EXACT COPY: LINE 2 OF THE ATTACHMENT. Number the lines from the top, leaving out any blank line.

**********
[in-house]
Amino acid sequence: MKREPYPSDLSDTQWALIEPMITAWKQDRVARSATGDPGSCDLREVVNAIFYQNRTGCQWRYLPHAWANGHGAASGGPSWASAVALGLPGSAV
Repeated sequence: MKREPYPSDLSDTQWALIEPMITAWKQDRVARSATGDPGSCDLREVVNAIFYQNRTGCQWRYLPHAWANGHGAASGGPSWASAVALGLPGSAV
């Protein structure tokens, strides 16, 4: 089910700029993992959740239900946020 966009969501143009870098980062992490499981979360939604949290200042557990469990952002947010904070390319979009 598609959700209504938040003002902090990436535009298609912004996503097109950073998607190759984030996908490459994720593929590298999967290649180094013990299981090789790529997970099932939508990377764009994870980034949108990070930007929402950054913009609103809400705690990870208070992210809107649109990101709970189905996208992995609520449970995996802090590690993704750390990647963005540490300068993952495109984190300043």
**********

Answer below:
Amino acid sequence: MKREPYPSDLSDTQWALIEPMITAWKQDRVARSATGDPGSCDLREVVNAIFYQNRTGCQWRYLPHAWANGHGAASGGPSWASAVALGLPGSAV